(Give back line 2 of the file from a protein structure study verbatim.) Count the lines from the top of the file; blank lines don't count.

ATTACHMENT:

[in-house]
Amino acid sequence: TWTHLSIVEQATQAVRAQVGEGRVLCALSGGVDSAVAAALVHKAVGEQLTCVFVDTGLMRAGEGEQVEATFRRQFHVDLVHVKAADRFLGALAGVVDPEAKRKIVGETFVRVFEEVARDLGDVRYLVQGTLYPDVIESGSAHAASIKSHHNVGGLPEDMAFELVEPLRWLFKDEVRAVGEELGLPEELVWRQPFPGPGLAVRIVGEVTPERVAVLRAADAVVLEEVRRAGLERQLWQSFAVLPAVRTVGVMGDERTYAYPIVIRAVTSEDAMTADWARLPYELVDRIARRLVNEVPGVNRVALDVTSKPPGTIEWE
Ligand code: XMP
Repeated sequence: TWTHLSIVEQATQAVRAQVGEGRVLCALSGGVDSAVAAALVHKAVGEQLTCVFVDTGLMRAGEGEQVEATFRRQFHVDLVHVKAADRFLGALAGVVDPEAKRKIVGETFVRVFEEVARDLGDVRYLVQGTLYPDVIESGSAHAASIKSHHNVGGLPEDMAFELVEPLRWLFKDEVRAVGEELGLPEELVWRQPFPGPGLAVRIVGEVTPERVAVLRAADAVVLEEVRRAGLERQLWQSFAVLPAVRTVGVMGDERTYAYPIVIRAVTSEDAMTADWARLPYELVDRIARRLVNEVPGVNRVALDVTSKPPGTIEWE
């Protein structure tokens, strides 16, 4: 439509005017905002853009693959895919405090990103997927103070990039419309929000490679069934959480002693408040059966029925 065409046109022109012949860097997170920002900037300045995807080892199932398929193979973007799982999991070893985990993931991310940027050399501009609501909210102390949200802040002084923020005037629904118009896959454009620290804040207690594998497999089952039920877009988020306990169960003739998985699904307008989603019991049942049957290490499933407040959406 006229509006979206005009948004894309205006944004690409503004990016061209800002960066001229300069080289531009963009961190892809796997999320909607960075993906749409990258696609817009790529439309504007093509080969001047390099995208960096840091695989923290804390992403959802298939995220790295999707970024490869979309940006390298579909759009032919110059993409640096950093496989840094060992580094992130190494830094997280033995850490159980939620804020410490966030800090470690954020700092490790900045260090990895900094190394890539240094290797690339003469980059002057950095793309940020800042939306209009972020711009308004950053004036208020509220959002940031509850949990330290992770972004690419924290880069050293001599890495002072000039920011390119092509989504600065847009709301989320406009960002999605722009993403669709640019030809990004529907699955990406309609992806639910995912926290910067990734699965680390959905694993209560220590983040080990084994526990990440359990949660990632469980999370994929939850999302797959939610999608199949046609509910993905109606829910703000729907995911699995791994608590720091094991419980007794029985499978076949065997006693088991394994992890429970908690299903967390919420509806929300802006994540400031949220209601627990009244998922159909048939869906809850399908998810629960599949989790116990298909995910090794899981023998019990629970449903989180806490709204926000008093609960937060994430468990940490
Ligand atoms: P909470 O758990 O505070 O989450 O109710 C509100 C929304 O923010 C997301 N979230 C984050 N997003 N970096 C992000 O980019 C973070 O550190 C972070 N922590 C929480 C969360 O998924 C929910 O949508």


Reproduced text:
Amino acid sequence: TWTHLSIVEQATQAVRAQVGEGRVLCALSGGVDSAVAAALVHKAVGEQLTCVFVDTGLMRAGEGEQVEATFRRQFHVDLVHVKAADRFLGALAGVVDPEAKRKIVGETFVRVFEEVARDLGDVRYLVQGTLYPDVIESGSAHAASIKSHHNVGGLPEDMAFELVEPLRWLFKDEVRAVGEELGLPEELVWRQPFPGPGLAVRIVGEVTPERVAVLRAADAVVLEEVRRAGLERQLWQSFAVLPAVRTVGVMGDERTYAYPIVIRAVTSEDAMTADWARLPYELVDRIARRLVNEVPGVNRVALDVTSKPPGTIEWE